WASHINGTON -- For nearly $4.5 million a year, the State Department assigned a 16-person security detail to protect six U.S. contractors in Iraq who already had a team of hired guards they didn't really need.
The expensive miscue is one of many described in an audit issued Monday of a $2.5 billion State Department contract with DynCorp International for training Iraq's police force.
The department repeatedly failed to oversee the contract properly, according to the audit by the special inspector general for Iraq reconstruction. The findings also suggest the department remains ill-equipped to watch over the vast amount of U.S. money flowing into Afghanistan.
"I think they need to act quickly to remedy this long-standing concern," the special inspector general, Stuart Bowen, said about the State Department's shortage of people and resources to oversee work done by the private sector.
In comments included in the report, Assistant Secretary of State David Johnson disputed the audit's central conclusion that weak oversight made the $2.5 billion vulnerable to waste and fraud. Johnson said payments are only made to a contractor after the invoices have been carefully checked.
But the report challenges that assertion.
Bowen said the Iraqi police training contract awarded to DynCorp of Falls Church, Virginia, in 2004 is the largest ever managed by the State Department. Yet for the few years of the arrangement, the department had a single contracting officer in Iraq to monitor invoices to ensure the government got what it was paying for.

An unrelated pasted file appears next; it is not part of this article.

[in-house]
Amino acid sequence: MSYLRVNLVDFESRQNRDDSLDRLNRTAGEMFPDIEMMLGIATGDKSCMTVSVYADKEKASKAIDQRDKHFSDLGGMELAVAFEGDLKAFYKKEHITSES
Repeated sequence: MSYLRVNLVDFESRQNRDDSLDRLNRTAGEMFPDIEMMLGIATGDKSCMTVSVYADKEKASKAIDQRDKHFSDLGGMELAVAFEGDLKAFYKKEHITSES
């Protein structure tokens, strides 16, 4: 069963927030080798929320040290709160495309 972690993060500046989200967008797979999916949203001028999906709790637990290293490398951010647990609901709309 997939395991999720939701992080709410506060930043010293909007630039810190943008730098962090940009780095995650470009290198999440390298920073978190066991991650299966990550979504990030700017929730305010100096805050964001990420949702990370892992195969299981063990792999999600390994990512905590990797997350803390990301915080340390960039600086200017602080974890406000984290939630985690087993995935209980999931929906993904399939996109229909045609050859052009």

Overwhelmed by the volume and complexity of the paperwork, the lone officer was approving all DynCorp invoices without questioning them. That means there is "no confidence in the accuracy of payments of more than $1 billion to DynCorp" during the early stages of the contract, the report says.
There are now three contracting officers in Iraq overseeing the work, but the audit says that's still too few. These officers also lack needed guidance on how to do the job.
The audit didn't assess DynCorp's performance of the work, Bowen said.
In a statement, DynCorp spokesman Douglas Ebner said the company has done well in a "difficult environment" and welcomes additional oversight personnel.
Among other problems listed in the audit:
--The State Department has paid $450,000 since 2006 to lease two power generators for houses at a camp in northern Iraq. Both generators could have been bought for $78,000.
--Leases for contractor lodgings reimbursed by the State Department ballooned - in one case from $12,000 a month to $20,000 a month. The lease agreements lacked price escalation clauses that would have limited the increases.